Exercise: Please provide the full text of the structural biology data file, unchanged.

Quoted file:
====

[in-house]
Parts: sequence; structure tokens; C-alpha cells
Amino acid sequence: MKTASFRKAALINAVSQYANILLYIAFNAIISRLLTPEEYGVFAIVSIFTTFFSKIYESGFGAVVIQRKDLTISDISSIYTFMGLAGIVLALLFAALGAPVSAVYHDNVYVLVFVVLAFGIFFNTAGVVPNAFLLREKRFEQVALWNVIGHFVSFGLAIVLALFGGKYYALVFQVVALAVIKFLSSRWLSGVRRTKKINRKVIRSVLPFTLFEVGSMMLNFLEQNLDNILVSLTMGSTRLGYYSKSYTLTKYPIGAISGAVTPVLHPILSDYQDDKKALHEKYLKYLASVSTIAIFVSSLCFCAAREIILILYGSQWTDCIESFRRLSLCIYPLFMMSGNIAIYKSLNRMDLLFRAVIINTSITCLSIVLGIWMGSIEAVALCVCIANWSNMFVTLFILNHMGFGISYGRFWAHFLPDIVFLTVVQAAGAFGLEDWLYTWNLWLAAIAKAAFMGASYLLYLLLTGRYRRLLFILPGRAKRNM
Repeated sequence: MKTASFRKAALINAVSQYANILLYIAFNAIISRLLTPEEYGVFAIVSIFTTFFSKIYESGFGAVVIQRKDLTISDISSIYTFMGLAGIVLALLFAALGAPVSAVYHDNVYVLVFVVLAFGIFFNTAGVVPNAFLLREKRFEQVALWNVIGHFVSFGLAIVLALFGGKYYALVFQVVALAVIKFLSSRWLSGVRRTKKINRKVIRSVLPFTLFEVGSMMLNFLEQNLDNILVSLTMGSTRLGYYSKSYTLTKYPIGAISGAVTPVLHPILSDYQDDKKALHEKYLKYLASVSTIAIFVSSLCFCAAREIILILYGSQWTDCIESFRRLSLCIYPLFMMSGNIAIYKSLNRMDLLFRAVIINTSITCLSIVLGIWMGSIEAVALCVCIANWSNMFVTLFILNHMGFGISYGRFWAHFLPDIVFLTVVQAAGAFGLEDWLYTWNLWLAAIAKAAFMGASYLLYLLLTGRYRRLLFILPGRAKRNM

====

[in-house]
Parts: sequence; structure tokens; C-alpha cells
Amino acid sequence: MKTASFRKAALINAVSQYANILLYIAFNAIISRLLTPEEYGVFAIVSIFTTFFSKIYESGFGAVVIQRKDLTISDISSIYTFMGLAGIVLALLFAALGAPVSAVYHDNVYVLVFVVLAFGIFFNTAGVVPNAFLLREKRFEQVALWNVIGHFVSFGLAIVLALFGGKYYALVFQVVALAVIKFLSSRWLSGVRRTKKINRKVIRSVLPFTLFEVGSMMLNFLEQNLDNILVSLTMGSTRLGYYSKSYTLTKYPIGAISGAVTPVLHPILSDYQDDKKALHEKYLKYLASVSTIAIFVSSLCFCAAREIILILYGSQWTDCIESFRRLSLCIYPLFMMSGNIAIYKSLNRMDLLFRAVIINTSITCLSIVLGIWMGSIEAVALCVCIANWSNMFVTLFILNHMGFGISYGRFWAHFLPDIVFLTVVQAAGAFGLEDWLYTWNLWLAAIAKAAFMGASYLLYLLLTGRYRRLLFILPGRAKRNM
Repeated sequence: MKTASFRKAALINAVSQYANILLYIAFNAIISRLLTPEEYGVFAIVSIFTTFFSKIYESGFGAVVIQRKDLTISDISSIYTFMGLAGIVLALLFAALGAPVSAVYHDNVYVLVFVVLAFGIFFNTAGVVPNAFLLREKRFEQVALWNVIGHFVSFGLAIVLALFGGKYYALVFQVVALAVIKFLSSRWLSGVRRTKKINRKVIRSVLPFTLFEVGSMMLNFLEQNLDNILVSLTMGSTRLGYYSKSYTLTKYPIGAISGAVTPVLHPILSDYQDDKKALHEKYLKYLASVSTIAIFVSSLCFCAAREIILILYGSQWTDCIESFRRLSLCIYPLFMMSGNIAIYKSLNRMDLLFRAVIINTSITCLSIVLGIWMGSIEAVALCVCIANWSNMFVTLFILNHMGFGISYGRFWAHFLPDIVFLTVVQAAGAFGLEDWLYTWNLWLAAIAKAAFMGASYLLYLLLTGRYRRLLFILPGRAKRNM